Pound Flattens Inflation Curve as Consumers Face Squeeze in 2017By
Longer-maturity inflation swaps over extension to fade
Curve may invert as weak sterling underpins shorter end
U.K.’s longer-dated inflation swap rates may soon trail shorter maturities as the effect of the sterling’s weakness on price gains will be more pronounced at the front-end, Bloomberg strategist Tanvir Sandhu writes.
Zero-coupon inflation swaps, a gauge for market-implied price expectations, rose across maturities in almost parallel fashion after the June Brexit referendum.
The two-year swap rate has risen 85 basis points to 3.50 percent since the vote, while the 10-year rate has risen 57 basis points to 3.54 percent, shrinking the difference between the two to a negligible level.
The inflation premium built up at the longer-end of the swap curve may fade as the uncertainty due to any prolonged Brexit negotiation could damp investment outlook and growth. Consumers have so far fared well since the referendum but face real income squeeze in 2017 with household savings ratio at the lowest level since the 2008 crisis.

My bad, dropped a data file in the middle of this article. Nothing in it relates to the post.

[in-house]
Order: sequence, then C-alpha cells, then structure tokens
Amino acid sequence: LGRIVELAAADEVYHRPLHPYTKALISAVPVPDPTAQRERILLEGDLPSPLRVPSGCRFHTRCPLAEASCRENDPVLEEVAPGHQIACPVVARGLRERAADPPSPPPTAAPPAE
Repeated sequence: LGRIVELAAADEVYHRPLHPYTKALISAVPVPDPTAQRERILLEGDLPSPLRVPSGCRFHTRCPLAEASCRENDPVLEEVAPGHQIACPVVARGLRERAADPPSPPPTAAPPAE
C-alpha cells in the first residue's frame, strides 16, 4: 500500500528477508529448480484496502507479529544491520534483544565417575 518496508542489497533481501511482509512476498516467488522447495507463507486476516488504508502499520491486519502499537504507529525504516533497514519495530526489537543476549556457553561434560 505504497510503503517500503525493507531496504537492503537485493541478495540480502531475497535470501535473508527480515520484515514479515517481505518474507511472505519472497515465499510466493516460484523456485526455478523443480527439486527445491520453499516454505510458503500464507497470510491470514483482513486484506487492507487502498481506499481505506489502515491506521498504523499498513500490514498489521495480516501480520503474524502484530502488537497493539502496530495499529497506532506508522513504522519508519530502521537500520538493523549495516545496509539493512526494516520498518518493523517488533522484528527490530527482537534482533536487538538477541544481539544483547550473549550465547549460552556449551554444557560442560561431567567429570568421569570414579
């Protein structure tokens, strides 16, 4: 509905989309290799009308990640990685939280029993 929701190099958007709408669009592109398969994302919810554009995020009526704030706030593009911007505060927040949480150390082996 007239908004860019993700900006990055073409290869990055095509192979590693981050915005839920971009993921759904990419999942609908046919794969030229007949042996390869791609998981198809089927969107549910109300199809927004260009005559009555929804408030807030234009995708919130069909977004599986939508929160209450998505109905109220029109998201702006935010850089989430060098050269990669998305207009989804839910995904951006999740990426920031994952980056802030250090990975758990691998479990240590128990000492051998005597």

But the shorter-end is likely to hold up as the currency’s weakness may continue to exert upward pressure. This may invert the curve, a phenomenon that has occurred only three times in the past five years, with the long-end over-extended.
- Most tenors have converged at 3.5 percent, with the inflation-risk premium over-extending further out the curve.
- Besides the currency’s weakness, the front-end may also be underpinned by U.K. import tariff risks.
- Front-end inflation swaps may decline significantly if one or a combination of the following factors materialize, among others: sterling gains significantly, oil prices collapse or inflation-linked bond supply picks up.
- Sterling pass-through fears may have been pushed too far out the curve.
NOTE: Tanvir Sandhu is an interest-rate and derivatives strategist who writes for Bloomberg. The observations he makes are his own and are not intended as investment advice.